Kirk Watson Named Founding Dean of Hobby School of Public Affairs

State Senator, Former Mayor Brings Passion for Public Policy to UH

Kirk Watson
Texas state Sen. Kirk Watson has been named founding dean of the Hobby School of Public Affairs.

Texas Sen. Kirk Watson has been named founding dean of the University of Houston Hobby School of Public Affairs.

Watson said he was drawn to the job for the “extraordinary opportunity” to shape the study of public policy at a program focused on practical skills and data-driven research in a city well suited to be a living laboratory for addressing critical issues affecting the state.

“This is a chance to build a world-class public affairs and policy school essentially from the ground up,” Watson said. “It is transformative work at a creative and ambitious university, located in one of the country’s largest and most diverse cities.”

First elected to the Texas Senate in 2006, Watson has been reelected four times and was chosen by his colleagues as president pro tempore for the 86th Legislative session in 2019.  Today Watson informed Gov. Greg Abbott that he will resign as Texas state senator for Senate District 14 effective midnight, April 30, 2020.

The Hobby School, named in honor of former Texas Lt. Gov. Bill Hobby, was originally founded as the Hobby Center for Public Policy at UH in 1981. The Texas Higher Education Coordinating Board granted it approval as a stand-alone academic entity within the University in 2016. The school has been at the forefront of research and polling related to key issues for Houston and Texas, ranging from electoral politics to school finance and redistricting. Its internship programs send students to work with elected officials in Houston, Austin and Washington D.C.

Under Watson, the school is ready to take the next step to become one of the nation’s premiere public affairs schools.

UH President Renu Khator said Watson brings a deep background in civic and legislative engagement to the role of dean.

“Kirk Watson has participated in public policy from many vantage points,” Khator said. “That experience gives him a broad perspective on how public policy is made and how it can be applied in an academic setting to forge practical solutions to many of the greatest challenges our state faces today. He is an excellent choice to be the Hobby School of Public Affairs’ first dean.”

Paul Hobby, the son of Lt. Gov. Hobby, said Watson’s approach to policy mirrors that of his father.

“Bill Hobby’s legacy is intensely practical – how things actually get done was his niche in public policy,” Paul Hobby said. “We are thrilled that Kirk Watson, whose career in public service is described by decency, integrity and practical accomplishment, will be the founding dean of the Hobby School of Public Affairs. Who better to teach the art and science of civic problem-solving than a current practitioner?”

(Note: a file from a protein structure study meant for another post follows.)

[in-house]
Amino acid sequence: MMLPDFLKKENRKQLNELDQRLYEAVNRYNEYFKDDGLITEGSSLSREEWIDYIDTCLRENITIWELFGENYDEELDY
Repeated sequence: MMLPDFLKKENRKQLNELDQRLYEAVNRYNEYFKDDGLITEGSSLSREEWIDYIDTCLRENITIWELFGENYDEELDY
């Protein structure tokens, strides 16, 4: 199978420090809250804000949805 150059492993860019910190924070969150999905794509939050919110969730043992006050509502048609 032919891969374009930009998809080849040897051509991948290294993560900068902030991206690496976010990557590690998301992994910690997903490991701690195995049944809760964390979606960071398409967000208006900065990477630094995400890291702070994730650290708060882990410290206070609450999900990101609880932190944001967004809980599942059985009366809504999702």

Watson noted that he has loved serving the community both in Austin City Hall and in the Texas Legislature, and he views this new endeavor as a continuation of that service.

“Only a unique opportunity to serve this state — and a compelling platform for that service — would cause me to leave,” he said. “It is thrilling to get to do it in Houston, with its far-reaching roles in health care, energy, education, culture and other areas central to life in Texas and beyond.”

The Hobby School includes faculty drawn from the fields of political science, economics, political philosophy and psychology, among others. It offers a master of public policy degree, as well as several dual graduate degrees through partnerships with other academic colleges at UH, and its public polling and other research has been nationally recognized.

Watson pledged to build upon that foundation.

“The Hobby School of Public Affairs will help define and will be a leader in 21st century public policy education,” he said. “It will significantly influence and shape public affairs discussions, activities and outcomes at every level of government and across the private and non-profit sectors.”

Houston Mayor Sylvester Turner, who served in the Legislature with Watson until resigning to run for the city’s top post, predicted that Watson will build upon the school’s foundation of civic-minded research on key topics, from demographics to the after-effects of Hurricane Harvey.

 “Kirk brings a wealth of experience across the public policy spectrum, from municipal to regulatory and legal,” Turner said. “Kirk’s ability to work for consensus on critical issues such as finance, education, transportation or healthcare is a perfect fit for Houston and the diverse challenges our region faces. The University of Houston will serve as a natural proving ground for finding solutions.”


About Kirk P. Watson

  • Elected to the Texas Senate in 2006 with 80% of the vote. He has been reelected four times.
  • Appointed vice chairman of the Senate Committee on Nominations and sat on committees overseeing finance, education and higher education. Elected by his colleagues to serve as Senate President Pro Tempore for the 86th Legislation Session in 2019.
  • Served as mayor of Austin from 1997 until 2001.
  • Served as chair of the Texas Air Control Board, one of the predecessors to the Texas Commission on Environmental Quality, from 1991-93.
  • Earned a bachelor’s degree from Baylor University and a law degree from Baylor Law School, where he graduated first in his class. Currently a partner in a national law firm.


For Watson’s full bio click here.